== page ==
Support from FASE's Education Technology Office

Ensure copyright compliance

Updated

When using content online/remotely, copyright usually remains similar to the use outlined for in person courses. There are exceptions (you can contact your local librarian), and fortunately, there are resources (linked below) that help ensure that you are using content within your class fairly and equitably.

Do you have a specific copyright question? Submit your question Angela Henshilwood ([email protected]) at the  Engineering and Computer Science Library for case-by-case support. You can include the specific resource or scenario you are thinking to use and get feedback on how to implement it safely, reliably, and with proper attribution.

Are you shifting your materials to online/remote and are worried about copyright? There are a lot of pedagogical and technical issues that make the shift from in-person to online teaching challenging, but for once, copyright is not a big additional area of worry! Most of the legal issues are the same in both contexts.

  1. If it was okay to do in class, it is often okay to do online – especially when your online access is limited to the same enrolled students.
  2. You can continue to apply the University of Toronto Fair Dealing Guidelines in the online context.

(The above resources are provided and maintained by the University of Toronto Libraries.)

Below are resources specifically related to teaching (online and in person). See the overview of Copyright Resources on the UTL website, including resources to support research.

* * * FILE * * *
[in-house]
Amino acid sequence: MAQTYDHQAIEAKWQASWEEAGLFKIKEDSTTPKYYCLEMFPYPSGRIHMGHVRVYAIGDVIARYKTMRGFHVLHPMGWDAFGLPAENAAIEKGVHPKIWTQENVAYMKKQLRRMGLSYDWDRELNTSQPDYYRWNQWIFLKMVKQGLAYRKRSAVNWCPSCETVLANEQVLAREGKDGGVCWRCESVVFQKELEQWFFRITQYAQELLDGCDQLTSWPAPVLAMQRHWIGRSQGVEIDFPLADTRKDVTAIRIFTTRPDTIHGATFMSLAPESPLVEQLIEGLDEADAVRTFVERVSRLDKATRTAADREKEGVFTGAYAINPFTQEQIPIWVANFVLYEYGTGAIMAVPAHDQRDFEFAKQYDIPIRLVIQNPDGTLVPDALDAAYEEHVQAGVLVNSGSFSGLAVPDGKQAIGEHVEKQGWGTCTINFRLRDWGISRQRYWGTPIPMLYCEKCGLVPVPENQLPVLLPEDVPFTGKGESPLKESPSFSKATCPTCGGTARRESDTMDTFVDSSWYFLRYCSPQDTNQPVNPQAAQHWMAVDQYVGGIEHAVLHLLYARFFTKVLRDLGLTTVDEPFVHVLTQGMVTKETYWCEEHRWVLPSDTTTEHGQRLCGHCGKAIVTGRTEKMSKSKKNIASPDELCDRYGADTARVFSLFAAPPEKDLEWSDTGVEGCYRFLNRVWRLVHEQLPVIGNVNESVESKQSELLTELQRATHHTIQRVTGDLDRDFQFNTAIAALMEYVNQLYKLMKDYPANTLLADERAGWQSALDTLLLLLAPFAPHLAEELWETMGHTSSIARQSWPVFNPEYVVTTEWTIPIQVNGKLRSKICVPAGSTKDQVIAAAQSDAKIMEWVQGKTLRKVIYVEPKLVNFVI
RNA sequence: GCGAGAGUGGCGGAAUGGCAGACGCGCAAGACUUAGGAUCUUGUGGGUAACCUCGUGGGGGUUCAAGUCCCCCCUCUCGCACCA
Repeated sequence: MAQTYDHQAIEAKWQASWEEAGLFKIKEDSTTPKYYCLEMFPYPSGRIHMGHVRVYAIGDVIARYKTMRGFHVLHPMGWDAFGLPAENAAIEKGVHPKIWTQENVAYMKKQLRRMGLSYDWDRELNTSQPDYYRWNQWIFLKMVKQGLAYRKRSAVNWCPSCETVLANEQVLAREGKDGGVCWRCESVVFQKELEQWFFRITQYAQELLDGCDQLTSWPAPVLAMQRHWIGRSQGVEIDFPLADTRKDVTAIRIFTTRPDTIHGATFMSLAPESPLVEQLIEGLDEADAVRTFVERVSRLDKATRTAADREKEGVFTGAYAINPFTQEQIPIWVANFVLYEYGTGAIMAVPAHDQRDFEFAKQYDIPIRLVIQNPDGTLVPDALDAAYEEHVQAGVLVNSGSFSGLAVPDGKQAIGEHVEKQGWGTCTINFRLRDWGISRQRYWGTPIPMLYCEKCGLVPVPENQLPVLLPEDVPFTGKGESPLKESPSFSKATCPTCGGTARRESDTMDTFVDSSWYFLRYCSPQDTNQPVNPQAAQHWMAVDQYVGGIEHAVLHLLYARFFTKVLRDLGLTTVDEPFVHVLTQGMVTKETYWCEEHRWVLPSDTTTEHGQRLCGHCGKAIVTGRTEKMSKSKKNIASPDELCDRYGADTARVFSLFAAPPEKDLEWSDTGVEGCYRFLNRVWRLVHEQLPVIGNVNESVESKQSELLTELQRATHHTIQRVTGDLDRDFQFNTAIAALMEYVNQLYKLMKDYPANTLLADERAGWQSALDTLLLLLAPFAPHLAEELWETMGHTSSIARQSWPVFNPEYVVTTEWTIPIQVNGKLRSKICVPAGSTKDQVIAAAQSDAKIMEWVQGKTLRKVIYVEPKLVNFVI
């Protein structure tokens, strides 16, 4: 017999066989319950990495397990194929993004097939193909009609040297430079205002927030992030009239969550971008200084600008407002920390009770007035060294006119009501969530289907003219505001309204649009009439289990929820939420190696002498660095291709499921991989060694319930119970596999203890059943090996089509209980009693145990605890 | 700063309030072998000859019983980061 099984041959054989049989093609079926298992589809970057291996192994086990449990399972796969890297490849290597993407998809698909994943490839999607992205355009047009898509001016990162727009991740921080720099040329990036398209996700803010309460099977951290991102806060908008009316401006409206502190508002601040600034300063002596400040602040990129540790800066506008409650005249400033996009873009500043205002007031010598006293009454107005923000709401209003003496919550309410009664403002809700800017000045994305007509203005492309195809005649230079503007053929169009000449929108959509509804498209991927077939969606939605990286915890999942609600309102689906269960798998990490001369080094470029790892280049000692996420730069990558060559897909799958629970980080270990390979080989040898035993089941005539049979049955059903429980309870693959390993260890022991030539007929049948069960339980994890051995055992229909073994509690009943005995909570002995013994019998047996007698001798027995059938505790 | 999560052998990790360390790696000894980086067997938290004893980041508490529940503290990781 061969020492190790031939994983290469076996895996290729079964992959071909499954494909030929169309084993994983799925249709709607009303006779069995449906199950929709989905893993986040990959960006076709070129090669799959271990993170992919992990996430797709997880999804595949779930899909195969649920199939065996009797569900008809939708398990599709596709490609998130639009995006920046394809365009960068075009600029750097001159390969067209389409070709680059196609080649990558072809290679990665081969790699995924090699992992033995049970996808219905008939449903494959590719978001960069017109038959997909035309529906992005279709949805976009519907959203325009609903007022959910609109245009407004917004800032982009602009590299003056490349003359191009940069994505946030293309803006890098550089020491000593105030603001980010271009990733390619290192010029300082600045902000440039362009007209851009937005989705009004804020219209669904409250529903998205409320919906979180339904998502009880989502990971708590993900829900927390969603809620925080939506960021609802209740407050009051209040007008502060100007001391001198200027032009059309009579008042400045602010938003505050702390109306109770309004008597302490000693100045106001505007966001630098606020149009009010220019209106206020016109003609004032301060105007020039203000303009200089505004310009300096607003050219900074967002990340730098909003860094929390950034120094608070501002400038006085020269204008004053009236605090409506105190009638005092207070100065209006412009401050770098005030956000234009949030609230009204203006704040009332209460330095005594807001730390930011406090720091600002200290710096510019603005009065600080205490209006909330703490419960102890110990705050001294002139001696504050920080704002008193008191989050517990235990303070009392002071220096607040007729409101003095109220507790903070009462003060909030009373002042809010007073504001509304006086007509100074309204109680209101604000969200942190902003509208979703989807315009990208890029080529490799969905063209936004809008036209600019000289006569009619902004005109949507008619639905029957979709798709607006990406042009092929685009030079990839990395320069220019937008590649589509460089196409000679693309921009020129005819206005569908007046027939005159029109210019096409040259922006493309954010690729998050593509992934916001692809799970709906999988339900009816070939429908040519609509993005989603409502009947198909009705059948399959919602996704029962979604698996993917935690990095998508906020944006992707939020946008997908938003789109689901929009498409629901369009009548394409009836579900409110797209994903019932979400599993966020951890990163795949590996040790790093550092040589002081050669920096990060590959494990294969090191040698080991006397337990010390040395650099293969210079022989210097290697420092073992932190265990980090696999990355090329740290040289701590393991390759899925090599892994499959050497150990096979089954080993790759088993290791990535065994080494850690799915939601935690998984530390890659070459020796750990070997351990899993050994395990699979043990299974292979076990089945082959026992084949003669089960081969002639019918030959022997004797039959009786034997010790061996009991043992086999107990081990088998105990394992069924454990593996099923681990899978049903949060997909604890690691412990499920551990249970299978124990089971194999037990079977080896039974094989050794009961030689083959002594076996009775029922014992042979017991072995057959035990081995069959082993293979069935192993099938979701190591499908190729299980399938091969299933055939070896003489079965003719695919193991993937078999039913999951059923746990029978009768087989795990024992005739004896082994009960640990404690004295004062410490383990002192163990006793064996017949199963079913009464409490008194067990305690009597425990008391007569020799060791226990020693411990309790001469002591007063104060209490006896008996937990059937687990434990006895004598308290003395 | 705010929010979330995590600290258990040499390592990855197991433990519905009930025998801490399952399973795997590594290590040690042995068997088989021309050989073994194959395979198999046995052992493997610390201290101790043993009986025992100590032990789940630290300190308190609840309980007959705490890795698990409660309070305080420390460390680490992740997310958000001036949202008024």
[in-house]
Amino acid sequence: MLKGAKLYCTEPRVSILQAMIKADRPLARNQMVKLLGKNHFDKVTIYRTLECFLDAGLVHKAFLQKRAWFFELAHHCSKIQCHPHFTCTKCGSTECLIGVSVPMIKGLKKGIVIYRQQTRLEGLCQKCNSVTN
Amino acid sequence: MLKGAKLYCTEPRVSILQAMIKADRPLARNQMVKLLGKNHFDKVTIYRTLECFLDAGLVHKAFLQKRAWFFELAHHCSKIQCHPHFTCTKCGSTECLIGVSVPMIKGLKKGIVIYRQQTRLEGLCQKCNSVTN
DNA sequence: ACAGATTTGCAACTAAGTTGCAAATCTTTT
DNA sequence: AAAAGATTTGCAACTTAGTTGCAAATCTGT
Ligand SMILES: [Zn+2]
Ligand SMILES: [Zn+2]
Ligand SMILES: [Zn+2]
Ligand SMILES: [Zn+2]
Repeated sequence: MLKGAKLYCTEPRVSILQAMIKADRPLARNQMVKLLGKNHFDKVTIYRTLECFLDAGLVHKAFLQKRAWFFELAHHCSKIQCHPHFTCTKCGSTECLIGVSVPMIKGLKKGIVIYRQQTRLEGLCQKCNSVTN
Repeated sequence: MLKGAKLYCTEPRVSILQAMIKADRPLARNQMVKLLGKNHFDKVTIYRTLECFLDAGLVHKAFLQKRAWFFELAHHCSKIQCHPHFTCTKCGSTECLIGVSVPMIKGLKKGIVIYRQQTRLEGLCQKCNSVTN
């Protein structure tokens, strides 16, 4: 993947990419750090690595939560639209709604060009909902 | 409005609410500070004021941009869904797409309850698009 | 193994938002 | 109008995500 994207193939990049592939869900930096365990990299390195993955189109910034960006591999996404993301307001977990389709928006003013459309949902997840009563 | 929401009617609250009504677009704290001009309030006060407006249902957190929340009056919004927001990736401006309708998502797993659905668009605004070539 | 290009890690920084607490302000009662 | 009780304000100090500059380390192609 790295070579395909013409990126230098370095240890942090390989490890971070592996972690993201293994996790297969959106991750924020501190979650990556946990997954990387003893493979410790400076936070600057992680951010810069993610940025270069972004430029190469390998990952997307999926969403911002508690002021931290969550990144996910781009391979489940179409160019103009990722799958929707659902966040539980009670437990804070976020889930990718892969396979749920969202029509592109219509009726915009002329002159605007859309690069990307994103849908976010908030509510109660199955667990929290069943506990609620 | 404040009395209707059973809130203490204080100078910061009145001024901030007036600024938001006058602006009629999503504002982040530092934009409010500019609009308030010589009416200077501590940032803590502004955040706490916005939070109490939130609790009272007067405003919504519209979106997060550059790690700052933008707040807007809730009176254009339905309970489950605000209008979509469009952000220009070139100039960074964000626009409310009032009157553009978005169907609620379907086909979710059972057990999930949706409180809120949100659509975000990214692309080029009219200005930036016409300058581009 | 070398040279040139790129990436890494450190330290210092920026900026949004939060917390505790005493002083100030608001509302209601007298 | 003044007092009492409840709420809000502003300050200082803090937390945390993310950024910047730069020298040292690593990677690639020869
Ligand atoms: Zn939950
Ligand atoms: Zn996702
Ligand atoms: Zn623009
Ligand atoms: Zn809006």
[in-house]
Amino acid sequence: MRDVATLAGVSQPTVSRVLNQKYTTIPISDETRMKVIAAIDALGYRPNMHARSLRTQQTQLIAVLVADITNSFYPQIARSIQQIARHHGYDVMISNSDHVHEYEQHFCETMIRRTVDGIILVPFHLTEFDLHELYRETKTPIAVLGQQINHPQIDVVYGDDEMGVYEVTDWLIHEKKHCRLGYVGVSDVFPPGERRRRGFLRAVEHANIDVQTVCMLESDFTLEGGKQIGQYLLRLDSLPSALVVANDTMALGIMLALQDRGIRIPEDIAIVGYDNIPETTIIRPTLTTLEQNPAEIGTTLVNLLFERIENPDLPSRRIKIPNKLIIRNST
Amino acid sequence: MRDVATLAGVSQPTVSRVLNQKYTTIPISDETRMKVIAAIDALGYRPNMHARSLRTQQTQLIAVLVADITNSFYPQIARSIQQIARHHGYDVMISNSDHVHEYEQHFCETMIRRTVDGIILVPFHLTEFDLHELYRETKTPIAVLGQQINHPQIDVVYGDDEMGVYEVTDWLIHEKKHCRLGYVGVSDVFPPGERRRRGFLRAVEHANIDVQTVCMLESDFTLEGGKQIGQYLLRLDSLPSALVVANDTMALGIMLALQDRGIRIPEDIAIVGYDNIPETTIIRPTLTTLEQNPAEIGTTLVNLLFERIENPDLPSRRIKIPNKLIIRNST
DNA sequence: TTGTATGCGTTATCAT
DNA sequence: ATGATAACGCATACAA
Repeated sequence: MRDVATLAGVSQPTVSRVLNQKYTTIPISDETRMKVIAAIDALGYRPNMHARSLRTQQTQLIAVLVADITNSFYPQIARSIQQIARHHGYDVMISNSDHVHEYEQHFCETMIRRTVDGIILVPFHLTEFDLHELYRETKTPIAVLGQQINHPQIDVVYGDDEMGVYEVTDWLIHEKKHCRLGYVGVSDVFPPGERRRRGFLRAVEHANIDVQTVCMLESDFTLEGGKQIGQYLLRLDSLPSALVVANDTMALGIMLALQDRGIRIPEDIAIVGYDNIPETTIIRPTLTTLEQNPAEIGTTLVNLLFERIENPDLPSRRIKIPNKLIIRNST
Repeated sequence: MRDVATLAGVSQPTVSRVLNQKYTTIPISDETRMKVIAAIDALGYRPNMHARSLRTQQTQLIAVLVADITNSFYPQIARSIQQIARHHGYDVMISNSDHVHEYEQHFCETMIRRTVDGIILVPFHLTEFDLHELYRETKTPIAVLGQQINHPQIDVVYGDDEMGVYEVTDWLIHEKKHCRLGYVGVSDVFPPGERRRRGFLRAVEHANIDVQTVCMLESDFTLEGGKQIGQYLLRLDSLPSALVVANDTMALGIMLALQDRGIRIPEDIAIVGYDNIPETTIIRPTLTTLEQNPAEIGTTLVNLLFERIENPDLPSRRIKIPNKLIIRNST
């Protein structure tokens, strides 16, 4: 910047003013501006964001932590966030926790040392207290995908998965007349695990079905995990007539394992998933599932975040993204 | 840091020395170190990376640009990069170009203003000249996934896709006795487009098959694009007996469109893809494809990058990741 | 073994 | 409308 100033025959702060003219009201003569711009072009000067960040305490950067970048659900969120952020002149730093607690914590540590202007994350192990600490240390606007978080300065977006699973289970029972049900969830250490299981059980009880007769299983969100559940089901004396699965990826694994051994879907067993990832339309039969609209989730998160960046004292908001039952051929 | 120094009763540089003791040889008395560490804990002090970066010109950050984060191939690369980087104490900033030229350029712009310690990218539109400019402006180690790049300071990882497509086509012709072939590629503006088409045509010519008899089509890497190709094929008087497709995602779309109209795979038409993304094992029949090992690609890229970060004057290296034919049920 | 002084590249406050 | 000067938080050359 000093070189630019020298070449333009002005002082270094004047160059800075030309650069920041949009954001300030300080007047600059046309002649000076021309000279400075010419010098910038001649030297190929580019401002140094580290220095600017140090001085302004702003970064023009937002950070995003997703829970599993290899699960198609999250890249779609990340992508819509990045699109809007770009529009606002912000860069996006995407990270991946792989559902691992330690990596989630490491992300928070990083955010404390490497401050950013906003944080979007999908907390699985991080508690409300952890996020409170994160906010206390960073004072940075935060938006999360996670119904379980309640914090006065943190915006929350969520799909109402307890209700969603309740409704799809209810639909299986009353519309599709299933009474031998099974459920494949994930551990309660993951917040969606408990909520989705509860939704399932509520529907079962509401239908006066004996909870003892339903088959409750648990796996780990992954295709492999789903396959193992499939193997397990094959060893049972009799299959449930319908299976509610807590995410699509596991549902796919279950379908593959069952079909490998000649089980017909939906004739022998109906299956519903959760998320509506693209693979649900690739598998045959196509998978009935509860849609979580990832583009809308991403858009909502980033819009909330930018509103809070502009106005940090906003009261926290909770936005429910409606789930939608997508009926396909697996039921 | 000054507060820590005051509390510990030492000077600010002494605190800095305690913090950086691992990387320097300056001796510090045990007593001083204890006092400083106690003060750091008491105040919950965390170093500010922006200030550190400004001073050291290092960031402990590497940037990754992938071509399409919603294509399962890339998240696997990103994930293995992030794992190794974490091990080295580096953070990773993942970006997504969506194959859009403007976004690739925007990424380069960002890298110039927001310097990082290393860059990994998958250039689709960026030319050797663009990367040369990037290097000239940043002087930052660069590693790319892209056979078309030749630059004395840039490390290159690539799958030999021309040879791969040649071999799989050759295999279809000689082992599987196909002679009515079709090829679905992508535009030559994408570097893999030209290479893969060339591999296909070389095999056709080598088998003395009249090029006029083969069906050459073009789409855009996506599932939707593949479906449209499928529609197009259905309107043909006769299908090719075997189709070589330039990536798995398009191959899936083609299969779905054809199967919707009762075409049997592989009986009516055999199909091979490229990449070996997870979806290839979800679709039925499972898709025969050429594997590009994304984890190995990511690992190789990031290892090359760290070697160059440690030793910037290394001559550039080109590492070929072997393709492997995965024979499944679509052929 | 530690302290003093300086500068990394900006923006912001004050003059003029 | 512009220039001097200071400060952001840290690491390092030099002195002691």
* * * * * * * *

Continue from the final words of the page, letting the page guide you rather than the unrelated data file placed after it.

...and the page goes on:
Produced by the University of Toronto legal counsel, this Copyright FAQ provides in depth information on copyright issues. 

1.2. Use of Audiovisual Material on Campus

This policy outlines the use of audiovisual material, including FAQs. Created in consultation with the Office of the Provost, the University of Toronto legal counsel, outside counsel, and the Scholarly Communications and Copyright Office.  

This U of T Copyright Policy has the following basic objectives:

  • To determine the ownership of copyright works created by members of the University community.
  • To foster the creation and development of copyright works in support of the University’s academic mission.
  • To provide for the equitable sharing of the revenues arising from copyright works between authors and the University.

Did you know there's an E-CORE Quick Guide to Open Educational Resources (OER) and Creative Commons Licensing? This guide provides an introduction to Open Educational Resources (OER) and educational material licensing. It also provides links to further articles for more information drawing from universities and organizations across Canada. To continue the conversation on this topic, visit the Open Educational Resources Discussion Forum thread.

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